When do your obligations to your child end?

Getting custody of your children gives you a lot of rights, but it also gives you a number of obligations and legal duties. Common things you must do including giving children basic care, clothing, food and shelter. If you don't do this, you could run into legal trouble, such as being charged with neglect and seeing your custody rights rejected. As such, it's important to know how long these obligations last.

While the age does vary a bit from state to state, you generally have to provide for the child until he or she is 18. This holds true in Arizona. As long as the child does not ask to be removed from your care, you have to provide for him or her until the child is a legal adult.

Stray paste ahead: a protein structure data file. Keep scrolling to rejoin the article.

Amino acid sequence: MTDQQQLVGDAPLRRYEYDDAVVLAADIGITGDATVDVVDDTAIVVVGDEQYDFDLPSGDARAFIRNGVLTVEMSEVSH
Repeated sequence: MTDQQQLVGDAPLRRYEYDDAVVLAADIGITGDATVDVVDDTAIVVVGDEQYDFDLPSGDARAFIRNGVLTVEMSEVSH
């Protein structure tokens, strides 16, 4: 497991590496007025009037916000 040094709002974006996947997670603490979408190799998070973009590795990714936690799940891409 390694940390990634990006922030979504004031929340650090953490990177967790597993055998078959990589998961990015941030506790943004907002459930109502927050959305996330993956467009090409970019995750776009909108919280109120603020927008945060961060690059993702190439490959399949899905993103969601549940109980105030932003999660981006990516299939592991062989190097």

At this point, your legal obligations come to an end in most cases. Of course, you can still help the child if you'd like, as many parents do. For example, many children live at home while attending college, even after the age of 18, because it helps to cut costs. However, you are not legally obligated to care for the child at all at this point, barring extenuating circumstances, and so you don't have to worry about legal ramifications if you don't provide free food, clothing and shelter.

When going through the divorce process, be sure you know the full scope of the legal order that is handed down. If you do win custody, it's fine to celebrate the victory, but don't get so wrapped up in emotion that you fail to look into all of the obligations you'll have going forward and what is required of you as a parent.

Source: FIndLaw, "How Long Do Parents' Legal Obligations to Their Children Continue?," accessed April 13, 2016

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